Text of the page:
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KIRCH v. Doe Defendants 1–5, Defendants. (2012)

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United States Court of Appeals,Tenth Circuit.

Kathleen KIRCH; Terry Kirch, individually and on behalf of themselves and all others similarly situated, Plaintiffs–Appellants, v. EMBARQ MANAGEMENT CO., a Delaware corporation; United Telephone Company of Eastern Kansas, a Delaware corporation, Defendants–Appellees, Doe Defendants 1–5, Defendants.

No. 11–3275.

Decided: December 28, 2012

Before MURPHY, HARTZ, and HOLMES, Circuit Judges. Rahul Ravipudi, Panish, Shea & Boyle, LLP, (Paul A. Traina, Steven J. Lipscomb, Engstrom, Lipscomb & Lack, with him on the briefs), Los Angeles, CA, for Plaintiffs–Appellants. Matthew E. Price, Jenner & Block, LLP, Washington, D.C., (David A. Handzo, Jenner & Block LLP and J. Emmett Logan, Stinson Morrison Hecker LLP, Kansas City, MO, with him on the brief), for Defendants–Appellees.

Plaintiffs Kathleen and Terry Kirch appeal the district court's grant of summary judgment in favor of Defendants United Telephone Company of Eastern Kansas and Embarq Management Company (collectively “Embarq”) on the Kirches' claim that Embarq intercepted their Internet communications in violation of the Electronic Communications Privacy Act of 1986 (ECPA), Pub.L. No. 99–508, 100 Stat. 1848. Embarq is an Internet service provider (ISP). The alleged interceptions occurred when Embarq authorized NebuAd, Inc., an online advertising company, to conduct a technology test for directing online advertising to the users most likely to be interested in the ads. Exercising jurisdiction under 28 U.S.C. § 1291, we affirm the district court's judgment. Although NebuAd acquired various information about Embarq users during the course of the technology test, Embarq cannot be liable as an aider and abettor. And it was undisputed that Embarq's access to that information was no different from its access to any other data flowing over its network. Because this access was only in the ordinary course of providing Internet services as an ISP, this access did not constitute an interception within the meaning of the statute.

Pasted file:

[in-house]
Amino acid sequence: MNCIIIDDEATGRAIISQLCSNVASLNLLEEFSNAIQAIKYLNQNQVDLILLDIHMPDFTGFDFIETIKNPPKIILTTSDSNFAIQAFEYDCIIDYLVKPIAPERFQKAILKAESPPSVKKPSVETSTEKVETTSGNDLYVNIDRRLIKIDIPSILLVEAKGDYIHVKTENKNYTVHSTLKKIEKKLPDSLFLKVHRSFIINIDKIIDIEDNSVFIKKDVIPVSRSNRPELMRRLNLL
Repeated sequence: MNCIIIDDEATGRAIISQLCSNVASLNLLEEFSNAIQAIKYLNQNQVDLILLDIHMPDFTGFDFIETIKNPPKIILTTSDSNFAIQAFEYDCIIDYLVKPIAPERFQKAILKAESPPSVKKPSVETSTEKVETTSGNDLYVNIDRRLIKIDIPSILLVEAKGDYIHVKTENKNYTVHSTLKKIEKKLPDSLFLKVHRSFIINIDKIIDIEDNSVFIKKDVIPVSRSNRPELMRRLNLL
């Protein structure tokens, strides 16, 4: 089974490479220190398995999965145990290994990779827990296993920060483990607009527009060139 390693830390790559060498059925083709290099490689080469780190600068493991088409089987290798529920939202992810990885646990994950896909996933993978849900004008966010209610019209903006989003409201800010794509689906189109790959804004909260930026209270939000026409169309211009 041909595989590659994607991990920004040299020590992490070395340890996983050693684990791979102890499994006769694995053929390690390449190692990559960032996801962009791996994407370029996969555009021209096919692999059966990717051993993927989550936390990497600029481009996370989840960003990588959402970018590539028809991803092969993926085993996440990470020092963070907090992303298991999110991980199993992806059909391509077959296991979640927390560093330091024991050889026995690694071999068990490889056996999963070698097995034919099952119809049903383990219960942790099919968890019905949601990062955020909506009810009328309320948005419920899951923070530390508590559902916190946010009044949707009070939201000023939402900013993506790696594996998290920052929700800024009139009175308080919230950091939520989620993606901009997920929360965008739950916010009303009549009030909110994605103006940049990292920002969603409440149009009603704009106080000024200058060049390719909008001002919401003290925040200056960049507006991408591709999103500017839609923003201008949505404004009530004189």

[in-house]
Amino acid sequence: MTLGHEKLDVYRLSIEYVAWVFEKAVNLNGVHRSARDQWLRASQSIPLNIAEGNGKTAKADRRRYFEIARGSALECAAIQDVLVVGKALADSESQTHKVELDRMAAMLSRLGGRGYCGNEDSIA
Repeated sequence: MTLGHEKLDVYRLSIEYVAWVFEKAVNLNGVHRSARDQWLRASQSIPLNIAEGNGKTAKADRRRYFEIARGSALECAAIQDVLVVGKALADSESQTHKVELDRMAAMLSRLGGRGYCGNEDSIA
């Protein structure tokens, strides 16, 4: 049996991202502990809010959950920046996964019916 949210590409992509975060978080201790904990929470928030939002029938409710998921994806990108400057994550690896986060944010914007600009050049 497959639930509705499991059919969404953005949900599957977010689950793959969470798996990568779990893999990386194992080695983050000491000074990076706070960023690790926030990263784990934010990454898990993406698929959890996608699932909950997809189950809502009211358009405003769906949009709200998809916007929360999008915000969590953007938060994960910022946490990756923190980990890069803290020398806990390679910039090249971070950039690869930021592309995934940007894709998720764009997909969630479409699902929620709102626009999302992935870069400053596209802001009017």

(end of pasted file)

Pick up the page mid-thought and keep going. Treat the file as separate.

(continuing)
The ECPA prohibits the interception of “electronic communication,” 18 U.S.C. § 2511(1), and imposes criminal and civil liability, see id. § § 2511(4) (criminal penalties); § 2520 (civil liability for damages). Traffic on the Internet is electronic communication. See id. § 2510(12) (defining electronic communication as “any transfer of signs, signals, writing, images, sounds, data, or intelligence of any nature transmitted in whole or in part by a wire, radio, electromagnetic, photoelectronic or photooptical system”).

The statute defines intercept as “the aural or other acquisition of the contents of any wire, electronic, or oral communication through the use of any electronic, mechanical, or other device.” Id. § 2510(4) (emphasis added). No “interception,” and hence no violation of the ECPA, occurs if the contents of a communication are acquired in the ordinary course of business of an ISP because the Act's definition of electronic, mechanical, or other device excludes “any telephone or telegraph instrument, equipment or facility, or any component thereof ․ (ii) being used by a provider of wire or electronic communication service in the ordinary course of its business․” Id. § 2510(5)(a); see Hall v. Earthlink Network, Inc., 396 F.3d 500, 503–05 (2d Cir.2005). An interception to which a party to the communication consents also is not prohibited. See id. § 2511(2)(d) (“It shall not be unlawful under this chapter for a person ․ to intercept a wire, oral, or electronic communication ․ where one of the parties to the communication has given prior consent to such interception․”)

The ECPA imposes civil liability on those who unlawfully intercept electronic communications. It states:

Except as provided in section 2511(2)(a)(ii) [relating to the Foreign Intelligence Surveillance Act of 1978], any person whose wire, oral or electronic communication is intercepted, disclosed, or intentionally used in violation of this chapter may in a civil action recover from the person or entity, other than the United States, which engaged in that violation such relief as may be appropriate.